Looking at this first series I have decided that there are several other things I would like to incorporate in the imagery; which I think Urban Attic fans will like too. White Mike seems to be a favorite for sure. I think the simplicity, the format and the color palette has a lot of attraction for people in the market for something approachable. I have gotten mixed responses about the Everyman Series simply because it strikes people as “weird” or “more edgy” than some of the traditional imagery themes we’ve been working on.
Marriage is hard work. It’s all about communication and teamwork. You and your wife are not only married, but business AND creative partners. How does it help with your work, and what are some of the challenges you guys face with working so closely together?
Well, to tell you the truth. We are not married YET. Jennie and I have only been engaged since December of 2011 and then we found out in January that she was pregnant! A wonderful surprise for both of us. So at the moment we are focusing on getting some space ready for the little one (not sure if its a boy or girl as of yet), and just mentally preparing for the huge change in our lives. We are super excited about being parents and we look forward to our creative journeyÂ through the eyes of parenthood.
Medium is just as important as imagery. It adds depth and dimension, therefore taking the image to a whole new level. You two have developed your own niche with such a calculated and unusual combination of materials for your work. Tell me about that discovery process. How did you arrive at using those specific materials and what were some of the challenges you had to overcome to make it work the way you needed it to?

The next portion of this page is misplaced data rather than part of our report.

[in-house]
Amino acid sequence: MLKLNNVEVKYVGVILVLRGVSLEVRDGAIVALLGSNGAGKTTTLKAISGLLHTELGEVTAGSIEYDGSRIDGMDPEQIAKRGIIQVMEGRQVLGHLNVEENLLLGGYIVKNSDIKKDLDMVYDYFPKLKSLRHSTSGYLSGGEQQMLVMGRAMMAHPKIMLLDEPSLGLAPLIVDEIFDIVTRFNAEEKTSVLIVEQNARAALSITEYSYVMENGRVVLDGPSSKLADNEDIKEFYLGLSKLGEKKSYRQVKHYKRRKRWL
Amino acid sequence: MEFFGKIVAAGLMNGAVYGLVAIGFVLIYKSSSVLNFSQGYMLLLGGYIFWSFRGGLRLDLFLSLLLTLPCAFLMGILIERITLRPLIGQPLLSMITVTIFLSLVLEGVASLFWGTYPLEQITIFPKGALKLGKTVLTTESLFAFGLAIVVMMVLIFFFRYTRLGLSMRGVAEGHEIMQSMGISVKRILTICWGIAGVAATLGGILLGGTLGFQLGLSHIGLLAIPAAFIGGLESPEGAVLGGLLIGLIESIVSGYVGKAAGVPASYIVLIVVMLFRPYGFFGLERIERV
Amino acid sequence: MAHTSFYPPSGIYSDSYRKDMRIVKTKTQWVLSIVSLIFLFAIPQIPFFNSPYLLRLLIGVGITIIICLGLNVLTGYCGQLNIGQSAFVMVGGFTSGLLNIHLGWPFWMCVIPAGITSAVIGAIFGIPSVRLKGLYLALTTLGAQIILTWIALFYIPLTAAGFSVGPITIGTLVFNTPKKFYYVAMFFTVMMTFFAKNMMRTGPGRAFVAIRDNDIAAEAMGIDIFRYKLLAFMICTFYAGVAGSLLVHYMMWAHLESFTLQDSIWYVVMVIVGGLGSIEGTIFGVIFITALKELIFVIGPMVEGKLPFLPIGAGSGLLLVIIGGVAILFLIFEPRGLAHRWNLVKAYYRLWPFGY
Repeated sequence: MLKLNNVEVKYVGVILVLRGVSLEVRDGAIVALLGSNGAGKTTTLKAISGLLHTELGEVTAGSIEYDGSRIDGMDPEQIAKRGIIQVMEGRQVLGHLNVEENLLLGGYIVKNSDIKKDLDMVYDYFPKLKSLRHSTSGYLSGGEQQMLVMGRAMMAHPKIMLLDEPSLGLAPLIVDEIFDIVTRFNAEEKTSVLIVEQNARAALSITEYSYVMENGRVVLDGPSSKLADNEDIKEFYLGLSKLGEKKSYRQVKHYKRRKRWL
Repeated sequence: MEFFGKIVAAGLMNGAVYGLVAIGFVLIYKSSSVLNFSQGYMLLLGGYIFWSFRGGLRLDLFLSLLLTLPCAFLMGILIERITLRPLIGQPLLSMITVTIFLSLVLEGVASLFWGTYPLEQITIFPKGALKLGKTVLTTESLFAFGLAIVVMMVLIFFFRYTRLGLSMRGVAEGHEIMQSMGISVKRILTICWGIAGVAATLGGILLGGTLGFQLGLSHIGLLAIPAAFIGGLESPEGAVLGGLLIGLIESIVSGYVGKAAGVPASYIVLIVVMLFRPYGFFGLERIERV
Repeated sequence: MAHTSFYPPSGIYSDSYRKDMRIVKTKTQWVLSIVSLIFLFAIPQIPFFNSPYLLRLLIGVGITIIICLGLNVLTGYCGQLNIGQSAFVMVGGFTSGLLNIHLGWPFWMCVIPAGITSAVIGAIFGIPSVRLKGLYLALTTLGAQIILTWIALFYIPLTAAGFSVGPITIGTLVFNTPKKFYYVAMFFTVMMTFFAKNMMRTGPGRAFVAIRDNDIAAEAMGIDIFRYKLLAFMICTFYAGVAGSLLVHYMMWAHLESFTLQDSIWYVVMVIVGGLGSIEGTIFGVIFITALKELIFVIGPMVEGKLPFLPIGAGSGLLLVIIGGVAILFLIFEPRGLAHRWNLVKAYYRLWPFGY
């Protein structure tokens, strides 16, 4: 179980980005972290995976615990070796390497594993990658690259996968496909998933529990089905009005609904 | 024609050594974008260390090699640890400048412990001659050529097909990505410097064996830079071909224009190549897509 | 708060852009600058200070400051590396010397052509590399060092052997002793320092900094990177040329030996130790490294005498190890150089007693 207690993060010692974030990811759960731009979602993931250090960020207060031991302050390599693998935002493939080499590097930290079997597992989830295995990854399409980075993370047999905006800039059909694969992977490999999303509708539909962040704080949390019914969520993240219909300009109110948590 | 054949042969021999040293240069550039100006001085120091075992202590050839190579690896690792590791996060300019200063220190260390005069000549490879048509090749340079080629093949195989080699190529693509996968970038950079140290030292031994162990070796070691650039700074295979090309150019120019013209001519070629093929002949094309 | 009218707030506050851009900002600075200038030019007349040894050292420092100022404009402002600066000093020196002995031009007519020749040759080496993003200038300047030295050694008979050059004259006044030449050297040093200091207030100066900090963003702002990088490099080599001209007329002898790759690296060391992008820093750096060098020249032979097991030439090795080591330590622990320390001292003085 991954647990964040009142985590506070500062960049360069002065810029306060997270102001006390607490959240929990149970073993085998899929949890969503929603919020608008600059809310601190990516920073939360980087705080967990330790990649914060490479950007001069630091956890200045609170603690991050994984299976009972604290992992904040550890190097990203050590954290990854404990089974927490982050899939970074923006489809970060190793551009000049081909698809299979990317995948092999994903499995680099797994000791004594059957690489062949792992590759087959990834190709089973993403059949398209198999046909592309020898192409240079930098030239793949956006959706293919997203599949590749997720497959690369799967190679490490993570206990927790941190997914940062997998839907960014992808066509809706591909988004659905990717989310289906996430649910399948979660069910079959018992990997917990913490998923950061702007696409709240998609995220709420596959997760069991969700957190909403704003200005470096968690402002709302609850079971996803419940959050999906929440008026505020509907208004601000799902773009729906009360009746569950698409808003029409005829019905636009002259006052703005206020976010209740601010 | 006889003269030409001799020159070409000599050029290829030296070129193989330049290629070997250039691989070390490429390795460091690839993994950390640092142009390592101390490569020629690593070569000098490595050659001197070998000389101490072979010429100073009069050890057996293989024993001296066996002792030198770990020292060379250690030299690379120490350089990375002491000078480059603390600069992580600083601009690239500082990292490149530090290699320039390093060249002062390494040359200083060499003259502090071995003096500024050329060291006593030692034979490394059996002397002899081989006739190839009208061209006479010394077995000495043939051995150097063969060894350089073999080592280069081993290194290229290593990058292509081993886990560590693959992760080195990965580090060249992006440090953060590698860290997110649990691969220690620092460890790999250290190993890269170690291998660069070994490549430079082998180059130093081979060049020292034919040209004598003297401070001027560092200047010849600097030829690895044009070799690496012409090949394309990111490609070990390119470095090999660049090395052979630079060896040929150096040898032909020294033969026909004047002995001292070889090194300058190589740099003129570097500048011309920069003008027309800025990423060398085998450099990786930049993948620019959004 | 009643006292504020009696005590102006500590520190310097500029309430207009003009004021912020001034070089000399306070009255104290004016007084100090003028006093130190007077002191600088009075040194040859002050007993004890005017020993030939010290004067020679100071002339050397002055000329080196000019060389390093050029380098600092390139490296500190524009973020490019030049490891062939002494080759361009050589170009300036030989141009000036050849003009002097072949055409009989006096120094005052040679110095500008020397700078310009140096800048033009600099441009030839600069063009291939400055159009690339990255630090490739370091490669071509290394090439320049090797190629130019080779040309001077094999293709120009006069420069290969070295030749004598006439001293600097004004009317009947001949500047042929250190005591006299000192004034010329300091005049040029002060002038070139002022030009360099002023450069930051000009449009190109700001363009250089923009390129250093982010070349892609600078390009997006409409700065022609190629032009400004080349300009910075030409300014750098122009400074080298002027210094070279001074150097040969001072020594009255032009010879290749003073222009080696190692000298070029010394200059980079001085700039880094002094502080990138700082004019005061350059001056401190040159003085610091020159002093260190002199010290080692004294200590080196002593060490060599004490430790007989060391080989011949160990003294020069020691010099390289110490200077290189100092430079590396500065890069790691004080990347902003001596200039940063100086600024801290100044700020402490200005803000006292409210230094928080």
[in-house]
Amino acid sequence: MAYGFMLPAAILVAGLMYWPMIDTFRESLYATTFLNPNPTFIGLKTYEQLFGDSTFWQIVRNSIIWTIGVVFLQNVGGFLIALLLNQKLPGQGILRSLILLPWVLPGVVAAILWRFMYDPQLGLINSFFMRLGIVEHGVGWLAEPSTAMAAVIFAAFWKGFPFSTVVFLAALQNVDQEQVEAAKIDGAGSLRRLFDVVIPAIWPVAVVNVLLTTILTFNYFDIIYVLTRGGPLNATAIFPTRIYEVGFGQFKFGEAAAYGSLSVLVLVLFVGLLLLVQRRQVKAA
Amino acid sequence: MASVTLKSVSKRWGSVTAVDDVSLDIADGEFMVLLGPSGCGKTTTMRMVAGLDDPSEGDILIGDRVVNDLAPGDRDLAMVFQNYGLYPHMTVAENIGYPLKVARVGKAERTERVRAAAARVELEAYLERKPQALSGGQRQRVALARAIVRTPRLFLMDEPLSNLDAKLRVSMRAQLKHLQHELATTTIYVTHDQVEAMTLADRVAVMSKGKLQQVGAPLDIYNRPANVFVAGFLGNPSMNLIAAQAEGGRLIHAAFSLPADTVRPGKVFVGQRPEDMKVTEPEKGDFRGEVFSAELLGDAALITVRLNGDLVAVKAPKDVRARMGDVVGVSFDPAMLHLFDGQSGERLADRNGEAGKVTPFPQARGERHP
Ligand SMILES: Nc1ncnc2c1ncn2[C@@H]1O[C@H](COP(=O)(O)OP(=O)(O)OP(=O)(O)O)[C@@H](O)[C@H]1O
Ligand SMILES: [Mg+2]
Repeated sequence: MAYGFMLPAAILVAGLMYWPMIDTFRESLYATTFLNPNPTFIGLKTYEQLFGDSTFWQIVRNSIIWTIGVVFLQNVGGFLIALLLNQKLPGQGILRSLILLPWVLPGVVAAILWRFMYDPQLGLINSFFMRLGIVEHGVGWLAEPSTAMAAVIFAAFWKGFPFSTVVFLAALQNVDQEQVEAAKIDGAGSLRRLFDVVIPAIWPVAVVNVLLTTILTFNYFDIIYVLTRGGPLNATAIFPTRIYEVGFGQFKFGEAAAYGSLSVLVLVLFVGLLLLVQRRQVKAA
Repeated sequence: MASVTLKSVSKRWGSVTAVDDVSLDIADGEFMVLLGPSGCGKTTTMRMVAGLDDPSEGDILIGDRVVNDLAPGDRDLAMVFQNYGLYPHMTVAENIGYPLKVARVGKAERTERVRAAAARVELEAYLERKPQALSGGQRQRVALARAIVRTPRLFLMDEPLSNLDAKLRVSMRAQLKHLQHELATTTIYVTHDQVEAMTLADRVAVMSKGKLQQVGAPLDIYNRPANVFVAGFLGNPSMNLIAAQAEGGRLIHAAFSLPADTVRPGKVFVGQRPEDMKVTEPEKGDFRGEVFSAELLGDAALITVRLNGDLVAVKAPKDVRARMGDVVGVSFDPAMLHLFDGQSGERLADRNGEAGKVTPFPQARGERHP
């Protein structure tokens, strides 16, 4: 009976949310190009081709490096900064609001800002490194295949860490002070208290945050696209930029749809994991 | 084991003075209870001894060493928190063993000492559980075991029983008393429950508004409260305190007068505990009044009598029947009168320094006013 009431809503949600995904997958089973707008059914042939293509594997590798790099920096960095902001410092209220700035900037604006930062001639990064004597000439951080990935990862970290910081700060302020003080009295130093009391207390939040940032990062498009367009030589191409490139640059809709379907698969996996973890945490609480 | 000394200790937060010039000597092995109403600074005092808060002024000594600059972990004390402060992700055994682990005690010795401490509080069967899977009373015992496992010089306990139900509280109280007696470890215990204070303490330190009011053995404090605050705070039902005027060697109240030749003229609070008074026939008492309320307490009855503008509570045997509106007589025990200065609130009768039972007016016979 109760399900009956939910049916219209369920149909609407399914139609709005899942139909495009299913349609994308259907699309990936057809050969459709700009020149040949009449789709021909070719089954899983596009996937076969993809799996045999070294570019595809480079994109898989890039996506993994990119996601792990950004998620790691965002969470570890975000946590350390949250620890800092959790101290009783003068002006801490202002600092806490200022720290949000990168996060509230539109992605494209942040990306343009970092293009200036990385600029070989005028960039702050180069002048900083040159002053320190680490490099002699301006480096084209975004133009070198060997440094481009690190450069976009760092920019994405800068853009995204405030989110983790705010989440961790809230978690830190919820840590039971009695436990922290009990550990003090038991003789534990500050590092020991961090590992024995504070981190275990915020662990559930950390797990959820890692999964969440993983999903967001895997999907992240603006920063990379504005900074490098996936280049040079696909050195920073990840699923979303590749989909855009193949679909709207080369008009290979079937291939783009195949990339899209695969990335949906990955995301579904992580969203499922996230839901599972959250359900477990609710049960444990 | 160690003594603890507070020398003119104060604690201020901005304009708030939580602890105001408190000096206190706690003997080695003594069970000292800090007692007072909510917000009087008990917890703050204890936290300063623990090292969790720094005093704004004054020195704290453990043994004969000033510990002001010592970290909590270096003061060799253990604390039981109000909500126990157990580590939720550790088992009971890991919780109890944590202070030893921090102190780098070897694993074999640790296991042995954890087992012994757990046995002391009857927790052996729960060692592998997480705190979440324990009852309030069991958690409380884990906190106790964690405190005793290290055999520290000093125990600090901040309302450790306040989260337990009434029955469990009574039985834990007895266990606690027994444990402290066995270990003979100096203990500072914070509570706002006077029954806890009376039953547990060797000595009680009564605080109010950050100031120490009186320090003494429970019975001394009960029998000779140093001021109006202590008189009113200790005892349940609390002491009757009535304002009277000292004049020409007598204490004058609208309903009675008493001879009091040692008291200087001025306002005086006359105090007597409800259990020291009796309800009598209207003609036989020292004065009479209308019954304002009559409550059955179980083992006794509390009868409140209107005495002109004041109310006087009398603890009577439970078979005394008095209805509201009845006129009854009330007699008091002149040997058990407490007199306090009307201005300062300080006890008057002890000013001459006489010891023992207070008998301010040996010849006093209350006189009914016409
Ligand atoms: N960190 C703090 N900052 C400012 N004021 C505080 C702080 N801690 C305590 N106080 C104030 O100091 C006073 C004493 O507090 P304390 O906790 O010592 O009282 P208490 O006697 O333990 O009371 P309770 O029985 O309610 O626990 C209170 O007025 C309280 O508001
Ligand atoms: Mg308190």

I like to think that the medium is a work in progress still. We use a blend of screening and ink transfer techniques directly onto a wooden surface then topped with a counter top lacquer similar to what you might find on a bar top.
We were really impressed with how the gloss really helped the color pop off the wall while giving it a very refined and elegant feel. The gloss is both a blessing and a curse to some degree as it is terribly messy to work with, and it took us a while to really get the feel for the medium. I have thrown away many-a-piece of art because the mixture was done incorrectly and the gloss never dried. This resulted in a pretty box which was like untouchable, and as sticky as tree sap. I had a few sitting outside my old house which eventually became covered with insects and fly’s. Although an interesting thing in itself, probably not something that would be gallery worthy or even appealing to fans of Urban Attic. Currently I have plans to move forward with more traditional painting sans the glossy finish but rest assured there will be plenty of glossy pieces to go around.
Urban Attic Atl is all about getting artwork out without breaking anyone’s pockets to enjoy it… ALWAYS a plus. Check out all of their work, especially Meat Matters, as well as their latest showings on their website